Slashdot points to a great Bruce Schneier article debunking the idea that "transparency" is better than privacy. People like David Brin argue that technological change is rapidly making the concept of privacy obsolete, and that instead of lamenting this fact, we should make sure that everyone, including the government, is subject to increased "transparency." But Schneier does a great job of explaining what's wrong with this theory: the less power you have, the more important your privacy is to you. If the government knows everything about you, and you know everything about the government, that's not a fair trade. The government can use its increased knowledge to coerce you in a variety of ways that you're not going to like. But even if you know about everything the government is doing, you're not going to have the power to stop it from doing things you don't like. Reduced privacy for everyone increases the power of those who already have power, and increases the vulnerability of those without power.
The other problem is that in the real world, accepting less privacy for ordinary citizens isn't going to lead to increased transparency in government. Government officials who might want to put more cameras up on public streets are not going to want cameras installed in police headquarters. The Bush administration wants our electronic communications to be more "transparent" to NSA eavesdropping, but they haven't reciprocated by giving us information about how those eavesdropping programs work. It's a mistake to equate government transparency with reduced privacy for private citizens because transparency of government activities and privacy for ordinary citizens are both ways of limiting the ability of the government to violate our rights.
Interesting new resource?
Chronology of Breaches for 2008 uploaded
Posted by Dissent on Mar 7, 2008
The chronology of medical- or health-related breaches that were published in 2008 is now available on this site for the first part of this year. It will be updated several times during the year.
So far, there are 26 incidents in the chronology.
Oh what a wicked web we weave...
March 7, 2008
Air Force DMCA-Bombs YouTube
Over at Wired’s Threat Level blog, Kevin Poulsen reports on a new DMCA overreach: the U.S. Air Force complained (via outside counsel) about his posting of their recruiting video. The post, Kevin says, was initially made at the Air Force’s invitation.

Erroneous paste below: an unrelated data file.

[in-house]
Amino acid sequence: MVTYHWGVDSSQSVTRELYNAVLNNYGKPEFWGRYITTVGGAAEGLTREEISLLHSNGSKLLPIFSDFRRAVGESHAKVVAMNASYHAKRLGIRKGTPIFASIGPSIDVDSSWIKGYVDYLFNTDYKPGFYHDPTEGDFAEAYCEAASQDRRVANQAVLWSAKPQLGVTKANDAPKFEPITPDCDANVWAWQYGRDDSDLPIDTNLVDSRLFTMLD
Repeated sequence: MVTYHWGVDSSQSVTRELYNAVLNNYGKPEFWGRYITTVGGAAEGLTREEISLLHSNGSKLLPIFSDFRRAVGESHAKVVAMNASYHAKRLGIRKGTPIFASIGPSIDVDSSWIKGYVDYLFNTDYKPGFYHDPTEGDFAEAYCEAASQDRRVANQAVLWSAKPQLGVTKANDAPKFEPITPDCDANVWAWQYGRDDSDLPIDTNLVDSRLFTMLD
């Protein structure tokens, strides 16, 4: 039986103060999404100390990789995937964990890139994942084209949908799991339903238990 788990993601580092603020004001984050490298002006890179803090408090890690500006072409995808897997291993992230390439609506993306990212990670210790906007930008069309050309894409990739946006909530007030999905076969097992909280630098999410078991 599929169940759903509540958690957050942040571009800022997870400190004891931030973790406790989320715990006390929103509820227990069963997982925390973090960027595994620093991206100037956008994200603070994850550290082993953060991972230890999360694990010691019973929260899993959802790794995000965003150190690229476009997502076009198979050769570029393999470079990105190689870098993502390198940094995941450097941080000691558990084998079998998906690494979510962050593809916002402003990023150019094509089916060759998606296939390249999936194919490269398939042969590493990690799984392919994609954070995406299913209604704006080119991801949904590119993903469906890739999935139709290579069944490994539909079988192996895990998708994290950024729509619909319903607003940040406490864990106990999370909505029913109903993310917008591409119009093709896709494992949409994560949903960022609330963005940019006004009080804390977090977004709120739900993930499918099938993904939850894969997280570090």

If the government created this work, then the DMCA claim is improper. Works of the U.S. government are not copyrightable. But the statute allows the government to receive copyright assignments, so if an independent contractor created the video, still available at the Air Force’s (non .mil) site, the government could meet that technical requisite of the DMCA.
The DMCA also requires that the notifier assert the posting was unauthorized. Poulsen’s article, however, says the Air Force sent Wired the ad and “thanked THREAT LEVEL for agreeing to run it.” That doesn’t quite square with the DMCA-required statement that the notice-sender “ha[s] a good faith belief that none of the materials or activities listed above has been authorized by the U.S. Air Force, its agents, or the law.”
Even if the Air Force’s DMCA claim is truthful, however, it’s still a policy overreach. Wired posted the video in order to report on government recruiting efforts; the video’s dissemination is part of that First-Amendment protected discussion, whether it happens on or off government websites.
As an auditor, I keep insisting that you must keep and review your logs. Here's a free tool to help you do that. (Now what's your excuse?)
What Are All Those Logs Trying to Tell You?
By Dana Gardner TechNewsWorld 03/06/08 5:00 AM PT
... Splunk's approach to this problem has been to index and make searchable the flood of constantly generated log files being emitted from IT systems, and then aligning the time stamps to draw out business intelligence inferences about actual IT performance.
The San Francisco company took the IT information assembly and digestion process a step further two years ago by creating SplunkBase, an open reservoir of knowledge about IT searched systems for administrators to share and benefit from.
... To kick-start the effort, the first Splunk-built application on the platform was announced this week. Splunk for PCI Compliance is available for download from SplunkBase.
The application provides 125 searches, reports and alerts to help satisfy PCI (payment card industry data security) requirements, including secure remote access, file integrity monitoring, secure log collection, daily log review, audit trail retention, and PCI control reporting, says Splunk.
Data-leak security proves to be too hard to use
Data-loss-prevention tools are a great idea to keep secrets from leaking out, users say, but they're too difficult to actually use
By Matt Hines March 06, 2008
Data-loss-prevention technologies promise organizations the chance to stop sensitive information from falling into the wrong hands. But the process of creating the rules necessary to use the systems' enforcement capabilities is proving extremely complex for customers.
... The fundamental barrier to getting DLP systems to enforce data-handling policies comes down to this: It takes a lot of time and effort to understand the dynamics of how an organization uses information. [Or you could look at what is going on based on the logs – if you keep the logs... (see previous article) Bob] And then it takes a lot more effort to write governance policies that adequately address all the areas of data risk — while not writing rules that get in the way of daily business operations, several companies using DLP told InfoWorld.
Sometimes useful insights come from pointing out the obvious... (or, as the great philosopher said, "You can observe a lot by watching" Y. Berra)